Learning to Listen to My Intuition
Recently, I’ve been focussed on listening to my inner voice more often. Many of my favorite teachers talk about the importance of paying attention to your intuition; tuning in to the wisdom within, feeling what you need, getting still and allowing hope and answers to rise up to meet you.
I am all about it — but I’m not very good at it…yet. My mind thrives in overdrive. It jumps at the instruction to compose a list of pros and cons. I am most comfortable making a decision by relying on analysis and logic. By weighing all of the different possibilities, and then taking the path that makes the most “sense”.
This type of thinking has served me well in the past and has led me to successful outcomes; so it’s natural that my brain jumps into “go mode” and starts analyzing facts and evaluating outcomes whenever I am presented with a problem or choice. I know that my analytical mind roars into high gear in an effort to protect me and help me succeed when presented with the slightest indication that it could be of service.
In recent years, however, I’ve picked up some new decision making strategies. By incorporating meditation, yoga, and mindfulness into my life, I have learned there is another way; a softer way. A way of making decisions without “making” them. This way asks for space, release of judgment and careful attention to what is in my heart, what feels authentic in my soul. This way asks me to keep the gates closed when the horses are ready to sprint out and start the race to reach a logical, reasonable, analytic decision as quickly as possible.
This way is hard for my mind to surrender to. It squirms and wriggles with doubt, asking — “but wouldn’t it be better if we thought about this hypothetical?” or, “wouldn’t it make more sense to do it this way? or, “come on let’s at least make a list here, this is chaos!”
In order to surrender to softness, I have to take my mind by the hand like a small child; I gently guide it to the sideline where I say, “I know, I understand, but this way is okay for right now”. Meanwhile, it sighs petulantly and sits on the bench, ready to jump in and save me from my own madness at a moment’s notice.
But when I can sideline my driven, analytical thinking mind, something beautiful happens. Obstacles clear, roadblocks melt away and a clear path emerges. Sometimes it doesn’t make sense. I might have a long list of reasons why it isn’t the “best” choice, but somewhere in the still and quiet of my heart, I know that it is what I need.
I have learned, often painfully, that although sometimes I know what I need — it is not what I want. My intuitive voice doesn’t scream, it whispers, speaks quietly but firmly, and then leaves it up to me to decide how I want to proceed.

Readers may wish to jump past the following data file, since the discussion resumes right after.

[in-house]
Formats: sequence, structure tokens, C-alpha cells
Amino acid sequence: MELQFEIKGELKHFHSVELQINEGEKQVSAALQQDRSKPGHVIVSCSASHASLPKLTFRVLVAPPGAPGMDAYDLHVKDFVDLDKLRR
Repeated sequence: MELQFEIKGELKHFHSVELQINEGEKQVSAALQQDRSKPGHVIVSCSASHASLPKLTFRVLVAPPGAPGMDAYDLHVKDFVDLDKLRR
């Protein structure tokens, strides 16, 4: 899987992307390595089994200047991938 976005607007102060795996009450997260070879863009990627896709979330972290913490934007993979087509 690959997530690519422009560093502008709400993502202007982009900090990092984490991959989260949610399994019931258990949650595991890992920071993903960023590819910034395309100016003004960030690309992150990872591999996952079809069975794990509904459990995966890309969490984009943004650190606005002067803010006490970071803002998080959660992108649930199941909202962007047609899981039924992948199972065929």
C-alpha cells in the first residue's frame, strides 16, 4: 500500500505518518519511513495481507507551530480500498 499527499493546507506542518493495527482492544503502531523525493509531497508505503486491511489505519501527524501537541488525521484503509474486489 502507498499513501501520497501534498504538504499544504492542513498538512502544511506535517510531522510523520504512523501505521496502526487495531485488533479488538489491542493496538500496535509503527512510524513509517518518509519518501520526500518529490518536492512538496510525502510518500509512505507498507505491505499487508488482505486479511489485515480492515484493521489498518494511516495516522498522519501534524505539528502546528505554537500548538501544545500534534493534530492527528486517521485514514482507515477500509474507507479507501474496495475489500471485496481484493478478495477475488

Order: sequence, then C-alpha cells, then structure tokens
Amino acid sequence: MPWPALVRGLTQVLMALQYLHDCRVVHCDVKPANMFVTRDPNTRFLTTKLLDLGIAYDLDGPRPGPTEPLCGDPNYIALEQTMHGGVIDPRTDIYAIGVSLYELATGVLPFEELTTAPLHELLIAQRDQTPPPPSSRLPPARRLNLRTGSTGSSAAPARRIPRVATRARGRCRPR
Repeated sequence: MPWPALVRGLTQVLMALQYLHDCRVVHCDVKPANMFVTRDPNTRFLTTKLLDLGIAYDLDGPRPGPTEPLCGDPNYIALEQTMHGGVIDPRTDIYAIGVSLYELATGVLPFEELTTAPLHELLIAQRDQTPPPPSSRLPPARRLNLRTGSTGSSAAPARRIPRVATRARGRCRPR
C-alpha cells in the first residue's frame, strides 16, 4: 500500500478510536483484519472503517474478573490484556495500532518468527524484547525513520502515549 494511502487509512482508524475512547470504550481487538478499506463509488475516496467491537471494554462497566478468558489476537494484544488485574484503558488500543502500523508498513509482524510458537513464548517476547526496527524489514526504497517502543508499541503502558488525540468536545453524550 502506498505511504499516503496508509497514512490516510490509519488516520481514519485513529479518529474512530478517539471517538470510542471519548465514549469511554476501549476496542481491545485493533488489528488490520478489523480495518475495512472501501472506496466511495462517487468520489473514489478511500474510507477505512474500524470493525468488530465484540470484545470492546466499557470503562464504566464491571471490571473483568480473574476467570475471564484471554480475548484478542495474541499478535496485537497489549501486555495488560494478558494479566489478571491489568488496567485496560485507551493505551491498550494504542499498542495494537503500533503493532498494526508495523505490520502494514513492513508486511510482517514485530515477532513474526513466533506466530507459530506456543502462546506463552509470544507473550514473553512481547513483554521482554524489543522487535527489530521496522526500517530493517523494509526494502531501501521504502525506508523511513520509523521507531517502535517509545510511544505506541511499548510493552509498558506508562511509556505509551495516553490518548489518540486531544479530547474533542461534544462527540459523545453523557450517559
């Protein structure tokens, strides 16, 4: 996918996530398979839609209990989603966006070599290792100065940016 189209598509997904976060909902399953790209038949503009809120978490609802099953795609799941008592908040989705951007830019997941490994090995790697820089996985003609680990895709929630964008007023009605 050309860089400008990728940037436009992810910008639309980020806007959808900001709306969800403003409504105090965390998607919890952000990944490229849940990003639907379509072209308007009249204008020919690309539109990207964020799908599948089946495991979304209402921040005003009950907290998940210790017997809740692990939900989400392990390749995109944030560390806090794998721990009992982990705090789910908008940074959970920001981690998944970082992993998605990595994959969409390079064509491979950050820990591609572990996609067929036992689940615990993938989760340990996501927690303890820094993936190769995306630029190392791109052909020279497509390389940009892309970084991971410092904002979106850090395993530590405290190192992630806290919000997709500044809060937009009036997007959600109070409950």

What I have found so frustrating about this process is that I can disregard my intuitive voice relatively easily. It is easier to choose to listen to my monkey mind that shouts at me loudly that it knows best. When I listen to the intuitive part of my mind, it does not demand attention, or claim superiority by creating a looming cloud of fear warning me — “heyyyy, you didn’t listen to what you really need!’.
Instead, the voice of my intuition is soft, like advice from a grandparent. It won’t come chasing after me when I choose to ignore it. Instead, it watches without judgment or anger or punishment and waits for the next time I tune in and gives me another chance, without blame or expectation. When I am able to tune into a place where I can access my intuition —it whispers and then patiently waits, and I am reminded that I must choose my path forward.
One of my current mantras has been: I will create the space and quiet I need to hear and listen to the voice of my intuition.
It’s a reminder that it is up to me, only me, to create this sacred time, and to choose to listen to the wisdom that my intuition presents. Sometimes the message isn’t what I want to hear, for example staying in and skipping an event; or asking family not to come and visit me when I need as little stimulation as possible to heal or manage my symptoms (this one still hurts every time).
The should’s and could’s tear at my consciousness with repetitive abandon. They storm in when I am weak or tired and try to get me to change my mind. But you’re hurting other peoples feelings by doing this! What will everyone think? If you don’t show up you’ll miss out? The questioning is relentless; it makes my heart hurt, and at times fills my eyes with tears.
But I’m accepting, slowly, that intuition doesn’t always come with “why’s”. Sometimes it merely speaks, and that is that.
Intuition doesn’t shout, chide or demand. It is gentle and soft, just like the space within from which it emerges. It is up to us to learn how to connect to that voice and space, and how to integrate it into our lives. It looks different for everyone, but it is there for all of us.